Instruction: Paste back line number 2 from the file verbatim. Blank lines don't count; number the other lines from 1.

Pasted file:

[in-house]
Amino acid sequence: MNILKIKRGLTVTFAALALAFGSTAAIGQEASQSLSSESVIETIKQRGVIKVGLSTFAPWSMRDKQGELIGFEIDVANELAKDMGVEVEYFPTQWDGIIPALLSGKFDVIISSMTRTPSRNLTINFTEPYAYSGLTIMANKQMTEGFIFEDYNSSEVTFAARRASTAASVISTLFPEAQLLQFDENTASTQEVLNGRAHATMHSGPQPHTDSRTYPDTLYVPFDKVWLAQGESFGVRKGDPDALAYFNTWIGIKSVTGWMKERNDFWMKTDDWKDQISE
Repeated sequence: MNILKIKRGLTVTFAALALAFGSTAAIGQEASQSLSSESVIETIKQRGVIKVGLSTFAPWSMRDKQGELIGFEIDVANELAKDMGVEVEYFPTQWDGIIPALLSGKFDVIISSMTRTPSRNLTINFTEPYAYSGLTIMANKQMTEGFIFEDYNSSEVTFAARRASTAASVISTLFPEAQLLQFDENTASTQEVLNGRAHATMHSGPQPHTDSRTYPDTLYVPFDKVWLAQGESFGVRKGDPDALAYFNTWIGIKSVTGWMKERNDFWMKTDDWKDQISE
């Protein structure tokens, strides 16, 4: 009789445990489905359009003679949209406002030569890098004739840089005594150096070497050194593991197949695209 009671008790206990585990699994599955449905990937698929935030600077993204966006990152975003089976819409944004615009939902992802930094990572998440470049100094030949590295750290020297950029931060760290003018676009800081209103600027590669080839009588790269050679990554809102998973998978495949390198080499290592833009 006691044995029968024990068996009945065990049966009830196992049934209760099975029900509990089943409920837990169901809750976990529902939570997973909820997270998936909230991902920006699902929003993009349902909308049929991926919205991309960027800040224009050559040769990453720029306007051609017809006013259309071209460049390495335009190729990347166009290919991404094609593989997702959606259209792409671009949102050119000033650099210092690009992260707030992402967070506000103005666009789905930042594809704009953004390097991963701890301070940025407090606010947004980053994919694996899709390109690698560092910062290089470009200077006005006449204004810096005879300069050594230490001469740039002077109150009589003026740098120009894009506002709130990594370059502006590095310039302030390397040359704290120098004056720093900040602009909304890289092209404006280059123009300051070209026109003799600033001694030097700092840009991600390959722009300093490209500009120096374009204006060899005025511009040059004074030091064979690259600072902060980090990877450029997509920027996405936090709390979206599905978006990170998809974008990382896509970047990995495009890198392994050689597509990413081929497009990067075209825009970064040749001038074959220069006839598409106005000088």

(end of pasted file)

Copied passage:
Amino acid sequence: MNILKIKRGLTVTFAALALAFGSTAAIGQEASQSLSSESVIETIKQRGVIKVGLSTFAPWSMRDKQGELIGFEIDVANELAKDMGVEVEYFPTQWDGIIPALLSGKFDVIISSMTRTPSRNLTINFTEPYAYSGLTIMANKQMTEGFIFEDYNSSEVTFAARRASTAASVISTLFPEAQLLQFDENTASTQEVLNGRAHATMHSGPQPHTDSRTYPDTLYVPFDKVWLAQGESFGVRKGDPDALAYFNTWIGIKSVTGWMKERNDFWMKTDDWKDQISE